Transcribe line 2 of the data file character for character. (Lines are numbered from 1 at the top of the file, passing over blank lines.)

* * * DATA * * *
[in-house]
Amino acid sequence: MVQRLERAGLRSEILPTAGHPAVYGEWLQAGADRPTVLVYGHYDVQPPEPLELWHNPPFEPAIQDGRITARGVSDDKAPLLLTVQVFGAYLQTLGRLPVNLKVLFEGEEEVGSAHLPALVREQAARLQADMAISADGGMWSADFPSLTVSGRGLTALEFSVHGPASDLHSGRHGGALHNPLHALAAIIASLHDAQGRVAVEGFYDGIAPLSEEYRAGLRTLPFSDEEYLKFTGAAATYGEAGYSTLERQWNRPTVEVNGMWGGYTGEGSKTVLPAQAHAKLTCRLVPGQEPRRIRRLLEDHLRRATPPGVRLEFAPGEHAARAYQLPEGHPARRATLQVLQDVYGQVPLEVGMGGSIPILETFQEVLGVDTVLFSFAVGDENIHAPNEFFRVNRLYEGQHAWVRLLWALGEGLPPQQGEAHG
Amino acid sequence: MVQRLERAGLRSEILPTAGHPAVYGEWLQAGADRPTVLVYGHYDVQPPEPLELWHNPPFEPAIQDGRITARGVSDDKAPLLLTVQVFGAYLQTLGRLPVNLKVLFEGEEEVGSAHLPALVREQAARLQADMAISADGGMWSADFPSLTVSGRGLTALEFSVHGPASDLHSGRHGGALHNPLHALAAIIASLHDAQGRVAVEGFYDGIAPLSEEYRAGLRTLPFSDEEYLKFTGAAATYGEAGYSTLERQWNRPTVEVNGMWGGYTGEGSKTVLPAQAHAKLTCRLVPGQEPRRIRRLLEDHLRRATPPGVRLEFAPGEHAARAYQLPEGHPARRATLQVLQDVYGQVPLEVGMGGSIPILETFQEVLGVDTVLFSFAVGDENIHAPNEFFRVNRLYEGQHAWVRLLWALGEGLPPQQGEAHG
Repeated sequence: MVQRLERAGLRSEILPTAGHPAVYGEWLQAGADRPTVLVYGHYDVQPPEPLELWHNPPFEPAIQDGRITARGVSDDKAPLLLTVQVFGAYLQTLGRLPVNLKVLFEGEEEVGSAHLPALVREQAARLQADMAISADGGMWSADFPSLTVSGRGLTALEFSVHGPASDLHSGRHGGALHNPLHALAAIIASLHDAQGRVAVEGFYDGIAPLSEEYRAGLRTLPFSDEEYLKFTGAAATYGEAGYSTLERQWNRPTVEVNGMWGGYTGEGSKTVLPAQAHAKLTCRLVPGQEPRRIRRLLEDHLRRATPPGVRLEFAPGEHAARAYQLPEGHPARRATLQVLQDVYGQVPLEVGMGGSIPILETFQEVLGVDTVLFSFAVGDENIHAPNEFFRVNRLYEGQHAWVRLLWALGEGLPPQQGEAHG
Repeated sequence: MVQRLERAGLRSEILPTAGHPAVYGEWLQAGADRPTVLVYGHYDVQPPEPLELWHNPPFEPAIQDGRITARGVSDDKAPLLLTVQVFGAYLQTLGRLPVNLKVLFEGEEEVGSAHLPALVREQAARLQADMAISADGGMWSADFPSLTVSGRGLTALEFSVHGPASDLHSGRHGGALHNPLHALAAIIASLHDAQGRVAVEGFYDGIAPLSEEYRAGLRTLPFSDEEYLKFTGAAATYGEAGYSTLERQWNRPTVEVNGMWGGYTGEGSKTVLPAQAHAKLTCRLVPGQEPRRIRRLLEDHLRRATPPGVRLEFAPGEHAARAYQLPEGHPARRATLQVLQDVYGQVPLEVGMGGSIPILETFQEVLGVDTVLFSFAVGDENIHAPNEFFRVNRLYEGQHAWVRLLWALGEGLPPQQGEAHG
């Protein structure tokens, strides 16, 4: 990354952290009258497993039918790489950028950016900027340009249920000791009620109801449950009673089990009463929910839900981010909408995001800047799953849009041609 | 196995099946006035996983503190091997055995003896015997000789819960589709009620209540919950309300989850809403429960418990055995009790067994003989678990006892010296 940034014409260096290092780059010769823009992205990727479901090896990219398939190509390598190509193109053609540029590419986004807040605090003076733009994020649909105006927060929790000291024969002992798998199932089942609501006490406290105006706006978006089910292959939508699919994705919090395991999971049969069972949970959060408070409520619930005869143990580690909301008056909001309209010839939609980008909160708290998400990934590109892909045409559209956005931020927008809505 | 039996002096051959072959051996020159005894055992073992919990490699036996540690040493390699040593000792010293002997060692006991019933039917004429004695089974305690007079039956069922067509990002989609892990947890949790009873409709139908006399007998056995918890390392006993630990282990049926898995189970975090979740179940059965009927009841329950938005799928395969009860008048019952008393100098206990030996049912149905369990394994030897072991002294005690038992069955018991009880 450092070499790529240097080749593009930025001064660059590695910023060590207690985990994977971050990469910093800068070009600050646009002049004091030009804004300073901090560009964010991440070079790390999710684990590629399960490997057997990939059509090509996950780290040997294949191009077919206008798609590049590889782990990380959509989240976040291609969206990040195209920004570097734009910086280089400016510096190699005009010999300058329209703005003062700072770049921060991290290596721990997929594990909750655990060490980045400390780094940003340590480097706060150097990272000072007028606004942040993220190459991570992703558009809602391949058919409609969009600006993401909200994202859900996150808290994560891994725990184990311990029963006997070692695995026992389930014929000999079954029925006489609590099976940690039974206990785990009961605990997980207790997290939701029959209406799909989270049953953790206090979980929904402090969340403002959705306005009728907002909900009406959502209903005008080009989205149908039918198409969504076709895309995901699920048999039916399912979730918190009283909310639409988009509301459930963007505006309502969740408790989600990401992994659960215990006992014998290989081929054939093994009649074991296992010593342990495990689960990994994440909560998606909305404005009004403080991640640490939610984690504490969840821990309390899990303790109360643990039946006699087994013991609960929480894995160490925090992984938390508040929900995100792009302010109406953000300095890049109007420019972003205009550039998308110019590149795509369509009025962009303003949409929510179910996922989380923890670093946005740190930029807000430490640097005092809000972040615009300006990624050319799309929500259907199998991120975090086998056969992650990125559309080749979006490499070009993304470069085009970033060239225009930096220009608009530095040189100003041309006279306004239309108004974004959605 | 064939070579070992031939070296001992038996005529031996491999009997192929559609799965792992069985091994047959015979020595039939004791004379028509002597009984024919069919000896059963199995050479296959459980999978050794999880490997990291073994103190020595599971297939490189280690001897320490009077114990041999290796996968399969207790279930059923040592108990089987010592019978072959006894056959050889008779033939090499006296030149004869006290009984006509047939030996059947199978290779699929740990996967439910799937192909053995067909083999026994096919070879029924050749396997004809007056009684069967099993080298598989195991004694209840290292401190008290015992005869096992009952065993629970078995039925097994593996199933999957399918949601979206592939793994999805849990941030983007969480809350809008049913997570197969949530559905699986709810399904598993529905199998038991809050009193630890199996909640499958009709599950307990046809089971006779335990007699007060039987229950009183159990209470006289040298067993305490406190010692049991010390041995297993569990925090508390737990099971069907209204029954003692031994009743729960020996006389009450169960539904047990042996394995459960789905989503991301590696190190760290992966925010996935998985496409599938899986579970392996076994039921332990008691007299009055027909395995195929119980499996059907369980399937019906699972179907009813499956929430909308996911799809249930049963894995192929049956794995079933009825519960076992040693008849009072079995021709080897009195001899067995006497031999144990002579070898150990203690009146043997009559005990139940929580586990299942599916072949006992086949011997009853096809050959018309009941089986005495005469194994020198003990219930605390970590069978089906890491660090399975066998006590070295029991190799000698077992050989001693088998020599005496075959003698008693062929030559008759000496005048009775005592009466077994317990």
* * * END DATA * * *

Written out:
Amino acid sequence: MVQRLERAGLRSEILPTAGHPAVYGEWLQAGADRPTVLVYGHYDVQPPEPLELWHNPPFEPAIQDGRITARGVSDDKAPLLLTVQVFGAYLQTLGRLPVNLKVLFEGEEEVGSAHLPALVREQAARLQADMAISADGGMWSADFPSLTVSGRGLTALEFSVHGPASDLHSGRHGGALHNPLHALAAIIASLHDAQGRVAVEGFYDGIAPLSEEYRAGLRTLPFSDEEYLKFTGAAATYGEAGYSTLERQWNRPTVEVNGMWGGYTGEGSKTVLPAQAHAKLTCRLVPGQEPRRIRRLLEDHLRRATPPGVRLEFAPGEHAARAYQLPEGHPARRATLQVLQDVYGQVPLEVGMGGSIPILETFQEVLGVDTVLFSFAVGDENIHAPNEFFRVNRLYEGQHAWVRLLWALGEGLPPQQGEAHG